is the Fourier transform of the rectangular function, is the Fourier transform of sampled at , and Whittaker_1915 (); Shannon_1949 (). In the context of sampling theory, equations (12) and (13) are known as the Whittaker-Shannon interpolation formulae. They show that the scattering intensity can, in principle, be reconstructed at any wavevector , given only its samples at the supercell Bragg positions . This is possible because the supercell Bragg positions sample at its Nyquist rate Sayre_1952 ().
Iii Fast Fourier transform
iii.1 Requirements for the FFT
The FFT is an algorithm that calculates the discrete Fourier transform rapidly Cooley_1965 (); Singleton_1969 (). In the 3D case relevant for crystalline materials, it calculates a function of the form
Unlike the discrete Fourier transform, for which the position vector and wavevector can take any real values, the FFT imposes two restrictions. First, the must be arranged on an equally-spaced grid, so that
where denotes the number of grid points parallel to crystal axis in the supercell. Second, the values of at which the Fourier coefficients may be evaluated are given by
Below, I will identify the grid points with lattice points, so that and each grid point is the origin of a particular unit cell within the supercell. In this case, the values of given by equation (16) are a subset of the supercell Bragg positions that lie within a fundamental domain of the reciprocal lattice of the supercell.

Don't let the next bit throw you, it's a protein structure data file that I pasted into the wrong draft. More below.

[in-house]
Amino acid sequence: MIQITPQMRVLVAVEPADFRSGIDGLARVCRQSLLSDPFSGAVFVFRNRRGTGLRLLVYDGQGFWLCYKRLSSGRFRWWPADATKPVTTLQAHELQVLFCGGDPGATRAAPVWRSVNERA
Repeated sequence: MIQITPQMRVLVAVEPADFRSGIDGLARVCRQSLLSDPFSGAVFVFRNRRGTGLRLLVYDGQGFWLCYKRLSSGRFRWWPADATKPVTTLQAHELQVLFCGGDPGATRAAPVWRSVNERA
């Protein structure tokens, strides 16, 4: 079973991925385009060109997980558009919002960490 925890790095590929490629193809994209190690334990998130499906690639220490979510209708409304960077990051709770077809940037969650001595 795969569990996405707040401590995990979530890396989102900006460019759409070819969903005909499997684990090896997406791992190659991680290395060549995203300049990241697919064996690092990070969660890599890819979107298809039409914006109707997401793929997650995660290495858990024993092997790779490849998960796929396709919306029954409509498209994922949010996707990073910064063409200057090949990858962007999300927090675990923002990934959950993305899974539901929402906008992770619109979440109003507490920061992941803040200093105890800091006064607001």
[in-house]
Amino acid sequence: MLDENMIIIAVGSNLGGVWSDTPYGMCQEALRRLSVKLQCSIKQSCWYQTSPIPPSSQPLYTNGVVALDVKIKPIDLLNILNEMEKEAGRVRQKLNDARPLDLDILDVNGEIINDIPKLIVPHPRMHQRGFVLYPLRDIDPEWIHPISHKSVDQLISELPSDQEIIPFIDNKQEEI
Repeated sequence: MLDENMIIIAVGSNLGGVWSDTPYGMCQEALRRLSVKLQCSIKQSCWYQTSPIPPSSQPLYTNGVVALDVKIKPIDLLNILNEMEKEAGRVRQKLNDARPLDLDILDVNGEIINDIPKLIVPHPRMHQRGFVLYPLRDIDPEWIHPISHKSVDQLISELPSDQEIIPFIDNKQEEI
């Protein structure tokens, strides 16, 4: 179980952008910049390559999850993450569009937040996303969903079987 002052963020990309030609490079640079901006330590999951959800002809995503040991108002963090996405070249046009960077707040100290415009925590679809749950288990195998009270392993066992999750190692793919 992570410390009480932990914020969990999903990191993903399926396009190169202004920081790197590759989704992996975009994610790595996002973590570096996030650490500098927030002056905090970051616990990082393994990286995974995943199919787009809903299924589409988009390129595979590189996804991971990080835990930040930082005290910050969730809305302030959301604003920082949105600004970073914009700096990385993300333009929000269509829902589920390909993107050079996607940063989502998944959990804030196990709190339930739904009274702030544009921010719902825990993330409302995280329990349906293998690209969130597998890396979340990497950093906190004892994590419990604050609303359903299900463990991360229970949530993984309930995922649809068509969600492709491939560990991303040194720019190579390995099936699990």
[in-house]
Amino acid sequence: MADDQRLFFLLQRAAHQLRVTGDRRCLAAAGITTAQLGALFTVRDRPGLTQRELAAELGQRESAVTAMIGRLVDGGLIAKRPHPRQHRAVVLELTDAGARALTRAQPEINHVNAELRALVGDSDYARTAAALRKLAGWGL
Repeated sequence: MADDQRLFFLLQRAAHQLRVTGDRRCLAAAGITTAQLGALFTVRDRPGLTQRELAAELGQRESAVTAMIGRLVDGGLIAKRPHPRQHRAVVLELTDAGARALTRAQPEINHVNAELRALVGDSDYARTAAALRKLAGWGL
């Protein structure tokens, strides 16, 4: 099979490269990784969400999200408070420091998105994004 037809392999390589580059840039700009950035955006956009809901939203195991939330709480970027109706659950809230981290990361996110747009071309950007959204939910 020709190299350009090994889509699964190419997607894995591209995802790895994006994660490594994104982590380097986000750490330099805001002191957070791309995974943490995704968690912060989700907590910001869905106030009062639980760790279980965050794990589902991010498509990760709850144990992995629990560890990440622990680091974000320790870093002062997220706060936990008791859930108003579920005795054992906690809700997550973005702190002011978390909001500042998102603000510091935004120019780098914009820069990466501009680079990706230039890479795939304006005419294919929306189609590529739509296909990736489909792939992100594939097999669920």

The computational cost of the discrete Fourier transform is on the order of , whereas for the FFT it is on the order of —a huge saving for large . Unfortunately, the atomic positions in a crystal do not generally satisfy equation (15), except in the special case where atoms occupy a Bravais lattice without disorder. In early work, it was assumed that this restriction could only be addressed by using a fine grid encompassing all the atomic positions to some specified accuracy; however, the number of grid points required in 3D was found to be be prohibitively large Butler_1992 (); Neder_1989 (); Rahman_1989 (). Consequently, the FFT has been considered unsuitable for atomistic diffuse-scattering calculations, and is not implemented in current software such as Diffuse Butler_1992 (), Discus Proffen_1997 (), ZMC Goossens_2011 (), and Zods Michels-Clark_2014 ().
I now show that the scattering intensity can actually be rewritten in a form that allows the FFT to be efficiently applied, by making use of the underlying periodicity of the average structure. To emphasise this periodicity, I write the position of an atom in the supercell as
where henceforth denotes a lattice point given by equation (15) with ; is the average position of site within the crystallographic unit cell; and is the local displacement of the atom of element belonging to site at lattice point . A Bragg position of the supercell can be written
where henceforth denotes a wavevector given by equation (16) with , and